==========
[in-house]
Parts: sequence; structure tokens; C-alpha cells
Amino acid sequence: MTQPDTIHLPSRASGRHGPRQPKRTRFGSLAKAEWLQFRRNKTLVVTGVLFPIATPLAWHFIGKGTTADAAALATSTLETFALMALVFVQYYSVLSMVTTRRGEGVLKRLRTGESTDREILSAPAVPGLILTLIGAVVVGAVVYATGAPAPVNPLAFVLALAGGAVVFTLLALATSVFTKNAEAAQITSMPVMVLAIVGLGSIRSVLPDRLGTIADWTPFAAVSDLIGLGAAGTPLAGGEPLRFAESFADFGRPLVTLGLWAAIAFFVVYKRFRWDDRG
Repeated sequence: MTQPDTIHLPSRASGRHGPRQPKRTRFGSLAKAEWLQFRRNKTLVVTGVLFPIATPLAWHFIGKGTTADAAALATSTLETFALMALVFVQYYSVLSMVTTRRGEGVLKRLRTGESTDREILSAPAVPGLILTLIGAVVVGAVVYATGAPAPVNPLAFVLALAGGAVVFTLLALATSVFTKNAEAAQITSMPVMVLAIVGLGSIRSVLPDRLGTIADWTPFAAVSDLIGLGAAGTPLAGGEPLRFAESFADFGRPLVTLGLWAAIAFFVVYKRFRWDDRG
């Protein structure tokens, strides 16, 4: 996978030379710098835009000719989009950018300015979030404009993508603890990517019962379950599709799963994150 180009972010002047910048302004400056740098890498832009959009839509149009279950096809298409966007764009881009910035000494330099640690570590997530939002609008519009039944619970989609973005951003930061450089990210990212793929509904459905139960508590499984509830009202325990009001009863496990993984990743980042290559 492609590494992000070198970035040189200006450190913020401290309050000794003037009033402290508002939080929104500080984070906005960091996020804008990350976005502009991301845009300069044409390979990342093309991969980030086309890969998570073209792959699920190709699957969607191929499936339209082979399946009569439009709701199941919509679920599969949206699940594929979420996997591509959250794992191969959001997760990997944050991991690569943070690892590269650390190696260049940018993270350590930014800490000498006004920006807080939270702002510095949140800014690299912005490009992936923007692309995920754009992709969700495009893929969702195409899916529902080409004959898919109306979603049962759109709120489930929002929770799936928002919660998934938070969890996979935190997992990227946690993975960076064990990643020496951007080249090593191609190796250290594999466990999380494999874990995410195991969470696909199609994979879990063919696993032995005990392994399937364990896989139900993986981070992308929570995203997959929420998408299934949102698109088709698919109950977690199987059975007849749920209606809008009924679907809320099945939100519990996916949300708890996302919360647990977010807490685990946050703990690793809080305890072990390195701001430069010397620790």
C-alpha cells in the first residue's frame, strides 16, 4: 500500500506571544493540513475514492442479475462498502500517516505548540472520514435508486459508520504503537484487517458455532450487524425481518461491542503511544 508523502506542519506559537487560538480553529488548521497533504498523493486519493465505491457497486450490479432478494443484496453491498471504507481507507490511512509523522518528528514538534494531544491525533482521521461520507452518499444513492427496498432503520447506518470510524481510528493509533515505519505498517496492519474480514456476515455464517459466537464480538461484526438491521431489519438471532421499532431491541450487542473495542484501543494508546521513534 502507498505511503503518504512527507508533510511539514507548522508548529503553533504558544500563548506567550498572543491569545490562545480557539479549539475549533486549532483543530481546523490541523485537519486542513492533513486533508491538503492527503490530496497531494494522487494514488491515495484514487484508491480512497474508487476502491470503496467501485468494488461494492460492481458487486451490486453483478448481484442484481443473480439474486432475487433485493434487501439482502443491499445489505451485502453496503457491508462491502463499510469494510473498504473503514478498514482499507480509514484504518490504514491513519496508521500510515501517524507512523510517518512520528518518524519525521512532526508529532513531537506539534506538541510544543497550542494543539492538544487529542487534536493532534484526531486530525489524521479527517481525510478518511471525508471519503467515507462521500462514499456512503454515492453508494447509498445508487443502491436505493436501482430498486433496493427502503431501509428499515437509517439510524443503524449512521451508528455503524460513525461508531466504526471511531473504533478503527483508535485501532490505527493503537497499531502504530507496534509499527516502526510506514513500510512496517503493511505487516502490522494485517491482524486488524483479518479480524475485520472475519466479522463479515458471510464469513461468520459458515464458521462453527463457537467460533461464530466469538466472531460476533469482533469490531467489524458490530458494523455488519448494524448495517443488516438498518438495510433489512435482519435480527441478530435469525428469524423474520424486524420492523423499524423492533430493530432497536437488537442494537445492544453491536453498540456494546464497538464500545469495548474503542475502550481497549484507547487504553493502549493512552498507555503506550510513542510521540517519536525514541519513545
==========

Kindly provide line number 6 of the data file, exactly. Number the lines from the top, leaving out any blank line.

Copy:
C-alpha cells in the first residue's frame, strides 16, 4: 500500500506571544493540513475514492442479475462498502500517516505548540472520514435508486459508520504503537484487517458455532450487524425481518461491542503511544 508523502506542519506559537487560538480553529488548521497533504498523493486519493465505491457497486450490479432478494443484496453491498471504507481507507490511512509523522518528528514538534494531544491525533482521521461520507452518499444513492427496498432503520447506518470510524481510528493509533515505519505498517496492519474480514456476515455464517459466537464480538461484526438491521431489519438471532421499532431491541450487542473495542484501543494508546521513534 502507498505511503503518504512527507508533510511539514507548522508548529503553533504558544500563548506567550498572543491569545490562545480557539479549539475549533486549532483543530481546523490541523485537519486542513492533513486533508491538503492527503490530496497531494494522487494514488491515495484514487484508491480512497474508487476502491470503496467501485468494488461494492460492481458487486451490486453483478448481484442484481443473480439474486432475487433485493434487501439482502443491499445489505451485502453496503457491508462491502463499510469494510473498504473503514478498514482499507480509514484504518490504514491513519496508521500510515501517524507512523510517518512520528518518524519525521512532526508529532513531537506539534506538541510544543497550542494543539492538544487529542487534536493532534484526531486530525489524521479527517481525510478518511471525508471519503467515507462521500462514499456512503454515492453508494447509498445508487443502491436505493436501482430498486433496493427502503431501509428499515437509517439510524443503524449512521451508528455503524460513525461508531466504526471511531473504533478503527483508535485501532490505527493503537497499531502504530507496534509499527516502526510506514513500510512496517503493511505487516502490522494485517491482524486488524483479518479480524475485520472475519466479522463479515458471510464469513461468520459458515464458521462453527463457537467460533461464530466469538466472531460476533469482533469490531467489524458490530458494523455488519448494524448495517443488516438498518438495510433489512435482519435480527441478530435469525428469524423474520424486524420492523423499524423492533430493530432497536437488537442494537445492544453491536453498540456494546464497538464500545469495548474503542475502550481497549484507547487504553493502549493512552498507555503506550510513542510521540517519536525514541519513545